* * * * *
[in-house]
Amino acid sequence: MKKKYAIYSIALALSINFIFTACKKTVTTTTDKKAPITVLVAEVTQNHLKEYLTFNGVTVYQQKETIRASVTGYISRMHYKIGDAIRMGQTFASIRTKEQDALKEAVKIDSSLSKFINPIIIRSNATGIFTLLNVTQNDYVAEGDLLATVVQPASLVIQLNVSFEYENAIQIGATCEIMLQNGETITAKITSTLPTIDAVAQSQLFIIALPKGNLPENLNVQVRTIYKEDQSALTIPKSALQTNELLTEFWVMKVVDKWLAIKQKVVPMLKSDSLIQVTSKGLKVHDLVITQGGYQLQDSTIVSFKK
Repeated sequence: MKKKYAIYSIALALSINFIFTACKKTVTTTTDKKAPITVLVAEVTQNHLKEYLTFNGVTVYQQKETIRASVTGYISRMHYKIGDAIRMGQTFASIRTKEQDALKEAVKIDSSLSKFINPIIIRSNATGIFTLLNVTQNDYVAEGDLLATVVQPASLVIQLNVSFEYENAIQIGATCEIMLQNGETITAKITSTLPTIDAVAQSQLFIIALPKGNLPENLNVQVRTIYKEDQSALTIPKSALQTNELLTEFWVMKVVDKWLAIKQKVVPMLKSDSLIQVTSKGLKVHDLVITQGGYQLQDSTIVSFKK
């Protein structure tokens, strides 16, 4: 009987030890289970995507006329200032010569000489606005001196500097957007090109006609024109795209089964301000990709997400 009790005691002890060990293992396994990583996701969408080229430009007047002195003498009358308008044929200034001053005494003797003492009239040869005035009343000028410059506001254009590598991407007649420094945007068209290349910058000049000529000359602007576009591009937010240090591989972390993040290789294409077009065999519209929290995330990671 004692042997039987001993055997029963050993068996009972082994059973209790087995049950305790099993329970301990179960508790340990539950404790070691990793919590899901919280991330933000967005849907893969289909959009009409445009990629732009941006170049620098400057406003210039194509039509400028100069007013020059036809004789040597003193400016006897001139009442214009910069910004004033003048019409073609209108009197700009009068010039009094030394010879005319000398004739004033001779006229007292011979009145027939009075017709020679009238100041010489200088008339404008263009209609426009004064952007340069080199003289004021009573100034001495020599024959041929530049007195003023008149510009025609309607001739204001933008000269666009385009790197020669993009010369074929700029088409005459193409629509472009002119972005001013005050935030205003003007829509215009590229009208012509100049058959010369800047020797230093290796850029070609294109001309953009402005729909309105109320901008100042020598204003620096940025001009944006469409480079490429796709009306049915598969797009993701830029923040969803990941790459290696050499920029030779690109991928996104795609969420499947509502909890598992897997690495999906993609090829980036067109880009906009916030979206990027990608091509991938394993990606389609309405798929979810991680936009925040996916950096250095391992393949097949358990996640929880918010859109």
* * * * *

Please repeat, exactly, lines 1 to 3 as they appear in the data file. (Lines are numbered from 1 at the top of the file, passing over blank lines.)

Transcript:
[in-house]
Amino acid sequence: MKKKYAIYSIALALSINFIFTACKKTVTTTTDKKAPITVLVAEVTQNHLKEYLTFNGVTVYQQKETIRASVTGYISRMHYKIGDAIRMGQTFASIRTKEQDALKEAVKIDSSLSKFINPIIIRSNATGIFTLLNVTQNDYVAEGDLLATVVQPASLVIQLNVSFEYENAIQIGATCEIMLQNGETITAKITSTLPTIDAVAQSQLFIIALPKGNLPENLNVQVRTIYKEDQSALTIPKSALQTNELLTEFWVMKVVDKWLAIKQKVVPMLKSDSLIQVTSKGLKVHDLVITQGGYQLQDSTIVSFKK
Repeated sequence: MKKKYAIYSIALALSINFIFTACKKTVTTTTDKKAPITVLVAEVTQNHLKEYLTFNGVTVYQQKETIRASVTGYISRMHYKIGDAIRMGQTFASIRTKEQDALKEAVKIDSSLSKFINPIIIRSNATGIFTLLNVTQNDYVAEGDLLATVVQPASLVIQLNVSFEYENAIQIGATCEIMLQNGETITAKITSTLPTIDAVAQSQLFIIALPKGNLPENLNVQVRTIYKEDQSALTIPKSALQTNELLTEFWVMKVVDKWLAIKQKVVPMLKSDSLIQVTSKGLKVHDLVITQGGYQLQDSTIVSFKK